Block on Trump's Asylum Ban Upheld by Supreme Court
In 2011, one of Al Franken's constituent groups in Minnesota, the Minnesota Coalition for Battered Women, reached out to him about their concern over GPS tracking apps or "stalking apps" on mobile smartphones. Since then, Senator Franken has made this one of his top priorities.
In 2012, he introduced the Location Protection Privacy Act of 2012, which came through Senate Judiciary Committee with bipartisan support, but never resulted in a vote. Now, Senator Franken, as Chairman of the Judiciary Subcommittee on Privacy, Technology, and the Law, is "reintroducing his location privacy bill that would outlaw the development, operation, and sale of stalking apps," according to a press release issued by his office.
Citing statistics about the number of stalking victims, and the number of apps that collect and share user information (legally under the Electronic Communications Privacy Act), Senator Franken explains that the Location Protection Privacy Act of 2014 would do five things: (1) require the user's permission before collecting and sharing data; (2) prevent companies from secretly collecting information; 3) require companies to share how and what kind of data they collect, and how users can opt out; (4) ban outright "stalking apps"; and (5) require the Government to collect and report on GPS stalking.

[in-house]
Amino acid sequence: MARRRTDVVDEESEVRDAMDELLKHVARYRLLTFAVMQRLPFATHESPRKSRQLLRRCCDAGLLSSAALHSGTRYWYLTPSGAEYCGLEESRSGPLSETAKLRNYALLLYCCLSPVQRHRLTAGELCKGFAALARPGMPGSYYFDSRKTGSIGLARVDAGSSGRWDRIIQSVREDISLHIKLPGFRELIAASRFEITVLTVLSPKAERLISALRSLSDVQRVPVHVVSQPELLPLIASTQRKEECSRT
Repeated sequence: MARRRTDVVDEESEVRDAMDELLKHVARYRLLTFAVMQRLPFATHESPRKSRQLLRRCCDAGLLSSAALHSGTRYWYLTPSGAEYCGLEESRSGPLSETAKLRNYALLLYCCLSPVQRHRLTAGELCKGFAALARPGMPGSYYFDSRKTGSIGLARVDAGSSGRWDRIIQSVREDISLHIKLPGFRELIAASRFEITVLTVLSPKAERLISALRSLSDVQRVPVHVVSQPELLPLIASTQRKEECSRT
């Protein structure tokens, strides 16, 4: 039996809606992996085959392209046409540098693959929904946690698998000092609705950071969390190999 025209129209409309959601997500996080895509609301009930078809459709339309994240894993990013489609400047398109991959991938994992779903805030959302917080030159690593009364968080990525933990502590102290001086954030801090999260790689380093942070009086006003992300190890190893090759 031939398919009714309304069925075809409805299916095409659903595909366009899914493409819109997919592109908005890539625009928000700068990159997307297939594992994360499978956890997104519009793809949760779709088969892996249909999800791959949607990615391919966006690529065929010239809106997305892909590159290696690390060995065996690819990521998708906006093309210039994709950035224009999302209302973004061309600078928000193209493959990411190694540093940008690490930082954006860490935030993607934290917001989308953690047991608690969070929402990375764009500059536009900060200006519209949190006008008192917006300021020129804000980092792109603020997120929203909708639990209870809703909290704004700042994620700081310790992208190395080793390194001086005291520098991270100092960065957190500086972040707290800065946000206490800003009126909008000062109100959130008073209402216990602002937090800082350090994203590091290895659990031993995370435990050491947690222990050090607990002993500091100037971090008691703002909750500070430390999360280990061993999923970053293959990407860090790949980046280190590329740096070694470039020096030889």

Some see the proposed law as problematic for app developers because they will need to "seek more explicit approval from customers, and to share with the public more detailed information on the data they collect," according to Inc. However, their position doesn't seem very sympathetic when you compare it to what customers would have to sacrifice. Shouldn't consumers be approving what kind of data an app collects anyway?
With privacy as one of the hot-button issues, we don't see this issue going away any time soon. Perhaps in 2012 Congress was not ready to act for whatever reason -- hopefully now they can at least vote on the proposed legislation.
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